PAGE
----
It’s been over five weeks since ExxonMobil’s Pegasus pipeline burst beneath a Mayflower, Arkansas subdivision, spilling diluted bitumen born of tar sands throughout the neighborhood. Five weeks later, and still the air carries noxious fumes. Residents complain of headaches, nausea, and worse.
Meanwhile, these residents of Mayflower are getting mixed signals from various state agencies, as well as the EPA and ExxonMobil.
While Exxon, the EPA, the Arkansas Department of Environmental Quality (ADEQ), and the Arkansas Department of Health are assuring the community that the air is safe, Arkansas’s Attorney General Dustin McDaniel isn’t so sure.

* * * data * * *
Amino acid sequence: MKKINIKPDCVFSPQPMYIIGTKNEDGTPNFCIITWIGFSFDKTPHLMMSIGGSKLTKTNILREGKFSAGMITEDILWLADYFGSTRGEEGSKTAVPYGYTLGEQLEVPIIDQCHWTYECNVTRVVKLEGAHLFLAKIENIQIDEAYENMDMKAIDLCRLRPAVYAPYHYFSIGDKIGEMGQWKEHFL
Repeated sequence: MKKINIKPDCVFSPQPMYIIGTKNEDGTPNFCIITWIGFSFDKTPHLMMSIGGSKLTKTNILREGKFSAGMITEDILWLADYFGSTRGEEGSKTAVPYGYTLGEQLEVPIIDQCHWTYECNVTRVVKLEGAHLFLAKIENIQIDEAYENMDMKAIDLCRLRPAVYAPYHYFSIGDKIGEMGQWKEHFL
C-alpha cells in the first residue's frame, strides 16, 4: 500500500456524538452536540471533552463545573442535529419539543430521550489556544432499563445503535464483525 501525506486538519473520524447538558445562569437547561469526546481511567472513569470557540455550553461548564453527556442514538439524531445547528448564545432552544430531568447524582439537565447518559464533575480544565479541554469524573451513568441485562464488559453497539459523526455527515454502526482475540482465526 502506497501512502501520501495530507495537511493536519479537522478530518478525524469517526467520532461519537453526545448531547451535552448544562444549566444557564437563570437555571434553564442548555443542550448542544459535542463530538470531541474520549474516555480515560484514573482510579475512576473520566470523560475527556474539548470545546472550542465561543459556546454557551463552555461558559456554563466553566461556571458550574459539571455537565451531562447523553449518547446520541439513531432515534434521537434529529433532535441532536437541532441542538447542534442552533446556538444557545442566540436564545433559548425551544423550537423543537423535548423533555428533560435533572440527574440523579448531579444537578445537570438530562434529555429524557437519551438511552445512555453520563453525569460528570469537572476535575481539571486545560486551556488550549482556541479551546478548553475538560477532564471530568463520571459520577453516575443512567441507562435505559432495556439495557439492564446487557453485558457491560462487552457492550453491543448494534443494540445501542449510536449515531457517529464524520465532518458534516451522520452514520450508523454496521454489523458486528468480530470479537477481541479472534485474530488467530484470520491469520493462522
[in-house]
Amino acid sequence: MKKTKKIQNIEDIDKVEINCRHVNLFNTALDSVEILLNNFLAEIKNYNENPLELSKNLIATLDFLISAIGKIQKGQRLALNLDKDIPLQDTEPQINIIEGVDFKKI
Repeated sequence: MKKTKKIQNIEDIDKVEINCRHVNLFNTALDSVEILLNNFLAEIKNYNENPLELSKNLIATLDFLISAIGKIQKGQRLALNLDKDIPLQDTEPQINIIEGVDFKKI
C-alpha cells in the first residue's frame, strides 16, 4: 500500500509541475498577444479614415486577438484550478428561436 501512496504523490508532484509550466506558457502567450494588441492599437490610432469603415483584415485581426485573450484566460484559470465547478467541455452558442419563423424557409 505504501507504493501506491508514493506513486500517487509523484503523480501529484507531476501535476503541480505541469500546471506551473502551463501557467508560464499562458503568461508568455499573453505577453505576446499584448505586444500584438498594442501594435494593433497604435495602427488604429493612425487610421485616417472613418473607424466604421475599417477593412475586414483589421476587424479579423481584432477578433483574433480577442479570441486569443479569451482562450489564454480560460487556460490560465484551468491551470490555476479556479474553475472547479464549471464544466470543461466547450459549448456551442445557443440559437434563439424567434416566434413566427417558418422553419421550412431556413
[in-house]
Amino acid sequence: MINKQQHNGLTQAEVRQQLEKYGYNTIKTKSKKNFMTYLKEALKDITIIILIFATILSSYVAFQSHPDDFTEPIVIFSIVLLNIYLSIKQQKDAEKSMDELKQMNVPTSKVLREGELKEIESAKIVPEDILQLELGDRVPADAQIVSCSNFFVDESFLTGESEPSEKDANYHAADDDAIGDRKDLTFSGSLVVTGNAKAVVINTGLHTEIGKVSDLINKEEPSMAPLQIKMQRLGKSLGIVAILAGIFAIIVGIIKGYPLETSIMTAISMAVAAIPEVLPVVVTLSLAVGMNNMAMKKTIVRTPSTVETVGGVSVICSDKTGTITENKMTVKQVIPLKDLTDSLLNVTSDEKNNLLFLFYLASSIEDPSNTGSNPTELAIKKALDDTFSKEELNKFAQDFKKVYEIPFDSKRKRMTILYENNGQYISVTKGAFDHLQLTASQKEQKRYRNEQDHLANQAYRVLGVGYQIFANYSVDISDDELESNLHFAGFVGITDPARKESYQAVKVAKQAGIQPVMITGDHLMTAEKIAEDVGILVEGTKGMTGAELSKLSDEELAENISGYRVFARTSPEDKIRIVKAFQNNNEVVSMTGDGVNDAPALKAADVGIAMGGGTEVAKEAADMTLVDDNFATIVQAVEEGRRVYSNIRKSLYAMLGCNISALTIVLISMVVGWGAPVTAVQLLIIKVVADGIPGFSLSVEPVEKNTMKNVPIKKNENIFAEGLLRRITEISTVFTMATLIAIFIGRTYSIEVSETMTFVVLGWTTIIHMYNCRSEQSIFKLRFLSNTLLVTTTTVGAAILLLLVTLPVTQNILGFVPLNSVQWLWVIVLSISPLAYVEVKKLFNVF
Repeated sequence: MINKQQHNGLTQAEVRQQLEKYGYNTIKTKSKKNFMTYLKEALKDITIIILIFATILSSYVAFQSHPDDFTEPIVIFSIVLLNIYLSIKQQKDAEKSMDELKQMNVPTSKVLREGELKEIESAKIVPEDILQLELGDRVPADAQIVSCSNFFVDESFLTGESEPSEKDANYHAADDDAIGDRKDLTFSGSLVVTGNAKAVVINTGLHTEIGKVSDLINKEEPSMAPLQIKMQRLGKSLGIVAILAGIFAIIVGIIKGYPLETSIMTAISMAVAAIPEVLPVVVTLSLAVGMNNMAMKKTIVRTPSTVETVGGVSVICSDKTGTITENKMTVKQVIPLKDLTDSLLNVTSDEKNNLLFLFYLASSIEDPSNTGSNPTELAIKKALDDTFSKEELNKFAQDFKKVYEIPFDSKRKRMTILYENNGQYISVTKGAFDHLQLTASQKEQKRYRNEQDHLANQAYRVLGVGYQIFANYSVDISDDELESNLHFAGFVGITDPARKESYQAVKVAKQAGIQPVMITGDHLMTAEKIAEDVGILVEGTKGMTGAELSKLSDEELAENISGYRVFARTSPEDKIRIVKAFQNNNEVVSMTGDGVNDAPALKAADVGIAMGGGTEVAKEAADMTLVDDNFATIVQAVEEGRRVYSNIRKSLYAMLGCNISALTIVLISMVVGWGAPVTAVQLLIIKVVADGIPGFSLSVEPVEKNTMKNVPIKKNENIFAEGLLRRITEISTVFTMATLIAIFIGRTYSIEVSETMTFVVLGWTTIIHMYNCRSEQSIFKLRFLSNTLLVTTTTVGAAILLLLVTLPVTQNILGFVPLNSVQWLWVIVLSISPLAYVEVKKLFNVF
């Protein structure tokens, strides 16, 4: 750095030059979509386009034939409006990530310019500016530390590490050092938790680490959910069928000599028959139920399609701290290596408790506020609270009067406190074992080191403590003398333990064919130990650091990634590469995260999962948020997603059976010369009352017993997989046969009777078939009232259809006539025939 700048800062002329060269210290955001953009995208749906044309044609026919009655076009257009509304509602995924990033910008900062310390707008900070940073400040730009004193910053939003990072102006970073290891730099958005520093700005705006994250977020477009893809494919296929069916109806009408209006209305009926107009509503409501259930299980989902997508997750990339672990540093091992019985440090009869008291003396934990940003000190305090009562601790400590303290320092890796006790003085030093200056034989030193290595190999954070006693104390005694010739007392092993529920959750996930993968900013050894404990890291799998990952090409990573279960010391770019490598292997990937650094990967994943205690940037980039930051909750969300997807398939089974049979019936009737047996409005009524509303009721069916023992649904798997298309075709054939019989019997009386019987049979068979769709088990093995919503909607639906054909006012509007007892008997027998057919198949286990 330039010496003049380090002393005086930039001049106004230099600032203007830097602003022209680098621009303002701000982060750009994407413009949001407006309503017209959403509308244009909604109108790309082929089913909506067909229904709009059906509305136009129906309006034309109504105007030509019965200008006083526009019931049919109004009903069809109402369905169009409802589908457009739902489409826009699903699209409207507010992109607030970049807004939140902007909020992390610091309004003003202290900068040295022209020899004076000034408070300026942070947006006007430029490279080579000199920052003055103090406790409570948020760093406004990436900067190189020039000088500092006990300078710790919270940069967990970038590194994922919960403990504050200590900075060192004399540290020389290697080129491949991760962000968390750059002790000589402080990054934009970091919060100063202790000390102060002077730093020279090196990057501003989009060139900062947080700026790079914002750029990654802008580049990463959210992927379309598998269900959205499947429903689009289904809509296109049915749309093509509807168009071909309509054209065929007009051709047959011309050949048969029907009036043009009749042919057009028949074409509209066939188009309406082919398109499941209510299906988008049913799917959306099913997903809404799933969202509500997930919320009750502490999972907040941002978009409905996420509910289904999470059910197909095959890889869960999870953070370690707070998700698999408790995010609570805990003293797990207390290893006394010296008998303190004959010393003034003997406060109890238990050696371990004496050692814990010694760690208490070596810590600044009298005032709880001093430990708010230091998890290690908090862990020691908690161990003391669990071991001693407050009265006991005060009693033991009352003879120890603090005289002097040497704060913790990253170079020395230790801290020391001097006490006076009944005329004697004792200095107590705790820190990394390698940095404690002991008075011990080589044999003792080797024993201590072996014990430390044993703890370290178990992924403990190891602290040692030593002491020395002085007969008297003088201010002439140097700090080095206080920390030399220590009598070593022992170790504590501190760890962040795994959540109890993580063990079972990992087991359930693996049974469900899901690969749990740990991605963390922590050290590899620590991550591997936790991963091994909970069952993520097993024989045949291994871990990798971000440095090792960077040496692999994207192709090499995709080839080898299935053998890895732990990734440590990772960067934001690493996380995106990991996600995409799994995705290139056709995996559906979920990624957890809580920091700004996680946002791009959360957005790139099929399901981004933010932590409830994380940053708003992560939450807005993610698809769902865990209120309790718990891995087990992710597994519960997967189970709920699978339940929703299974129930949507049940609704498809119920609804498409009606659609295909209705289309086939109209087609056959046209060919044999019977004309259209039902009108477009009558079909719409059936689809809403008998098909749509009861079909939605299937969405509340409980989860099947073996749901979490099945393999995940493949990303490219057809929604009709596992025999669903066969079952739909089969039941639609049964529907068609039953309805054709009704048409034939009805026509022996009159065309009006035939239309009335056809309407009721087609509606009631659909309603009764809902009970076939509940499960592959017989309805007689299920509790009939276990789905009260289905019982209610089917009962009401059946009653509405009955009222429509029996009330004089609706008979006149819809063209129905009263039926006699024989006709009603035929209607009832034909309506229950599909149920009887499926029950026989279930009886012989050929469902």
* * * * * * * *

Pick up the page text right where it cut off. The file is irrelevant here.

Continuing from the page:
“As we met with residents and groups that represent them, like Remember Mayflower, I heard time and time again about their health, especially the health of their children,” McDaniel said last week. “Many continue to suffer from headaches and nausea and air sampling continues to show that the carcinogen benzene remains in the air.”